Use of a score helps to define the actual risk of preterm labor and delivery for a given patient, as noted in Table 7. The data of Newman and co-workers63 suggest that the earlier a low (-1, -2, or -3) score is detected, the more likely the patient will deliver prematurely. Regrettably, the greatest impediment to the use of a scoring technique is the strong reluctance of many American clinicians to perform vaginal examinations. As Papiernik and colleagues53 noted, it is paradoxical that an examination considered essential by European (and some American) clinicians is totally disfavored by others, despite the fact that the majority of reports on this subject have failed to associate cervical examination with any adverse outcome.63

TABLE 7. Sensitivity, Specificity, and Relative Risk of Premature Delivery (<37 Weeks' Gestation), Based on Cervical Score 0 on or Before 34 Weeks' Gestation

Patient Group

Sensitivity (%)

Specificity (%)

Relative Risk (RR)*

p Value

All patients



3.9 (1.8 < RR < 8.7)


At 20–28 wk



2.0 (1.4 < RR < 2.9)


At 29–34 wk



3.8 (1.7 < RR < 8.5)





3.3 (1.0 < RR < 11.4)





4.3 (1.5 < RR < 12.4)


* Relative risk with 95% confidence limits.
(Newman RB, Godsey RK, Ellings JM: Assessment of cervical change. In Keith LG, Papiernik E, Keith DM, Luke B(eds): Multiple Pregnancy: Epidemiology, Gestation and Perinatal Outcome, p 464. London, Parthenon Publishing Group, 1995)

The major value of cervical examination lies in its ability to alert the clinician to the probability of impending preterm labor. As is the case with home uterine monitoring, assessment of cervical change does not prevent either preterm labor or delivery, but rather it is a valuable predictor of these events. Thus the presence of cervical change, especially early in gestation, allows the physician to reassess all aspects of the pregnancy and, in some instances, to prescribe therapeutic interventions.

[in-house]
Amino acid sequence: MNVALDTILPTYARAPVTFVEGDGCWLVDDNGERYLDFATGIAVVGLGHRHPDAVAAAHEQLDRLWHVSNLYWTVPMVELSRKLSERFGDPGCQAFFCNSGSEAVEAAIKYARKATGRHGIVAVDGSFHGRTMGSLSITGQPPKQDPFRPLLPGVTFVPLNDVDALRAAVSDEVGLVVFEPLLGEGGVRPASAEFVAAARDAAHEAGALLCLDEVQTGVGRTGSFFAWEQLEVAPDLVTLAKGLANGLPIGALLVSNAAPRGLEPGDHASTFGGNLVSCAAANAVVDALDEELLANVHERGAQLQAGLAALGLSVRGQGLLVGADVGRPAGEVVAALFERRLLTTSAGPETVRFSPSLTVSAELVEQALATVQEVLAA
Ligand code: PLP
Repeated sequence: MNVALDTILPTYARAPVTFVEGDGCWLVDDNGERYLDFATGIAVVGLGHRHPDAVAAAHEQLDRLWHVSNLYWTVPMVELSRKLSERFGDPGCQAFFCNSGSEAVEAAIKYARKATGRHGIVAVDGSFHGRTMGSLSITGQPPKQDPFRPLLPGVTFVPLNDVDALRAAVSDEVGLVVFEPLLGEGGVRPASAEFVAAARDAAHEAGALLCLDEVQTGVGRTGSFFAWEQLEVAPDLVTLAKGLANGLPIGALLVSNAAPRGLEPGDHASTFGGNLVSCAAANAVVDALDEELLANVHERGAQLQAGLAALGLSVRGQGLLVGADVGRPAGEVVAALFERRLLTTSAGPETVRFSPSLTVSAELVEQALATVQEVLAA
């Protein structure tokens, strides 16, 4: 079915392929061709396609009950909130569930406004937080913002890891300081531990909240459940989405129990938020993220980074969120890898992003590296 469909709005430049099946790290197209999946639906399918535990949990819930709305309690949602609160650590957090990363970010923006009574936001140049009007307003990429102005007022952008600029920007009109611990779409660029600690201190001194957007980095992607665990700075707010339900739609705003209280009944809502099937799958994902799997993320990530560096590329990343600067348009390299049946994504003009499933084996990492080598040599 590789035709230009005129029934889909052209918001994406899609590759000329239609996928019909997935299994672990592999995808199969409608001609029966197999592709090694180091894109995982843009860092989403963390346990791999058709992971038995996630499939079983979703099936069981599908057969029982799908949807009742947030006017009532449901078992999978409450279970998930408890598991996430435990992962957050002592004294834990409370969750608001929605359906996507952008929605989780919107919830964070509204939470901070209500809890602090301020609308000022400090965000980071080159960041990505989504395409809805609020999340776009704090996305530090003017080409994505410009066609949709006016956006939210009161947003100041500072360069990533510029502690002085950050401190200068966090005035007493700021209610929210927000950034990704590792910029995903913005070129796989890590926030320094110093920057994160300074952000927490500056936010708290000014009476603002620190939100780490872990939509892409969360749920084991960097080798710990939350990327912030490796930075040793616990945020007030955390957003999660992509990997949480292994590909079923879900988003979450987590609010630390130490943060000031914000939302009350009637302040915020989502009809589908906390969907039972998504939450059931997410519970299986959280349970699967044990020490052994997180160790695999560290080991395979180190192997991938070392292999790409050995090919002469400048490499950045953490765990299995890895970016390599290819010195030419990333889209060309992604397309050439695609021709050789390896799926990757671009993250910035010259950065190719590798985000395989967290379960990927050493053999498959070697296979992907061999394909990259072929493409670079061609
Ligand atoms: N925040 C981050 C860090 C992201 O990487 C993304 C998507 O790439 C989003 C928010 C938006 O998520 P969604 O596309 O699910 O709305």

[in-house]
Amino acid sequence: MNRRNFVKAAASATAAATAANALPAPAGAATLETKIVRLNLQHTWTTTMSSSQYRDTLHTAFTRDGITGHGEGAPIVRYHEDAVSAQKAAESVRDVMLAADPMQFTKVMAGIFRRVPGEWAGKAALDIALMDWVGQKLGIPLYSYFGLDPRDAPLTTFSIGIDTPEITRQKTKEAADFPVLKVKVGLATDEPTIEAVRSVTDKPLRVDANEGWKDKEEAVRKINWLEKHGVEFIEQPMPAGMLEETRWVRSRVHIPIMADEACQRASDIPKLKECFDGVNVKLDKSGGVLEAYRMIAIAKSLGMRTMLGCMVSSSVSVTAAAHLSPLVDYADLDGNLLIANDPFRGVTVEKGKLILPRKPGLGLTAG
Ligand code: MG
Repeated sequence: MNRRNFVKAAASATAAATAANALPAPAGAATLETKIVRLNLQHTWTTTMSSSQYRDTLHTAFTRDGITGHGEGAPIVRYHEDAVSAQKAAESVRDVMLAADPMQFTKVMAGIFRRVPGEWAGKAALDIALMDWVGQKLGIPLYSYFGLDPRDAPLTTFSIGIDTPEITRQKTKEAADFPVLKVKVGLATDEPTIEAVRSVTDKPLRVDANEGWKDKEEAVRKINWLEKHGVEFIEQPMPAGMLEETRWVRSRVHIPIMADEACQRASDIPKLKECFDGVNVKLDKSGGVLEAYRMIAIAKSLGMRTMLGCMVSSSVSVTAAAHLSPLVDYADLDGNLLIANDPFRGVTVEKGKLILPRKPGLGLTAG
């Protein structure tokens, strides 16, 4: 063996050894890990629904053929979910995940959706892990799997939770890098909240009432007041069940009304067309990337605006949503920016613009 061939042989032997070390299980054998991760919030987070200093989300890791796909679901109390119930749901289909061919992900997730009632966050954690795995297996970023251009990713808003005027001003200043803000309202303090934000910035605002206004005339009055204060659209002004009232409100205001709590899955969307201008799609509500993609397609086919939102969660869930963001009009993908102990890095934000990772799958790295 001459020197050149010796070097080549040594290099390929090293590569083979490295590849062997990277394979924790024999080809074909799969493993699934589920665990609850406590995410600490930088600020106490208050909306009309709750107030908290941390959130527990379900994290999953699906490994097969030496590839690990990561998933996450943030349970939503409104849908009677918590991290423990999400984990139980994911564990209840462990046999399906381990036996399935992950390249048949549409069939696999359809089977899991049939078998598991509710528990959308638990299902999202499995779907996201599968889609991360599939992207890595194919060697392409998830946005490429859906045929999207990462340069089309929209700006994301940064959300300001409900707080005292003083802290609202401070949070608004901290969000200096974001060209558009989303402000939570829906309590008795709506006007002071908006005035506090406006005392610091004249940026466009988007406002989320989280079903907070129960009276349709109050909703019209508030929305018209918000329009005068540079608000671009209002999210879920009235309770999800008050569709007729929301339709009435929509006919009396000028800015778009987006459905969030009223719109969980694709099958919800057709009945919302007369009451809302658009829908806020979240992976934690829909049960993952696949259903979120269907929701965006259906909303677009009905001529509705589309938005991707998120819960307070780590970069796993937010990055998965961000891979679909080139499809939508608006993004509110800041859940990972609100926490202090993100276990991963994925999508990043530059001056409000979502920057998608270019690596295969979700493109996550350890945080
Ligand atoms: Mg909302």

Without minimizing the importance of anything that might be required before week 26, the care provided between weeks 26 and 32 is a unique opportunity to institute measures designed to protect the fetuses, enhance maternal and fetal well-being, and to prolong pregnancy. In this regard, it is important to recognize that obstetricians and neonatologists often differ in their characterization of the earliest safe moment for delivery. The fact that infants may survive at 28 to 32 weeks is not, in our opinion, a reason for not attempting to prolong pregnancy unless mitigating circumstances are well documented (e.g., physical deterioration of the maternal or fetal condition, especially if this latter is due to TTTS or other complications of monochorionic placentation). It behooves each obstetric unit to be fully aware of singleton/twin survival outcomes in their own neonatal intensive-care unit on a week-to-week basis after week 24. This is because national data on neonates reporting morbidity and mortality generally lag 5 to 10 years behind the impact of continual improvements in the care of premature infants. Therefore, it follows that obstetricians should obtain antenatal consultation with neonatologists on a case-by-case basis on the benefits and risks of preterm delivery versus continuation of pregnancy in given instances.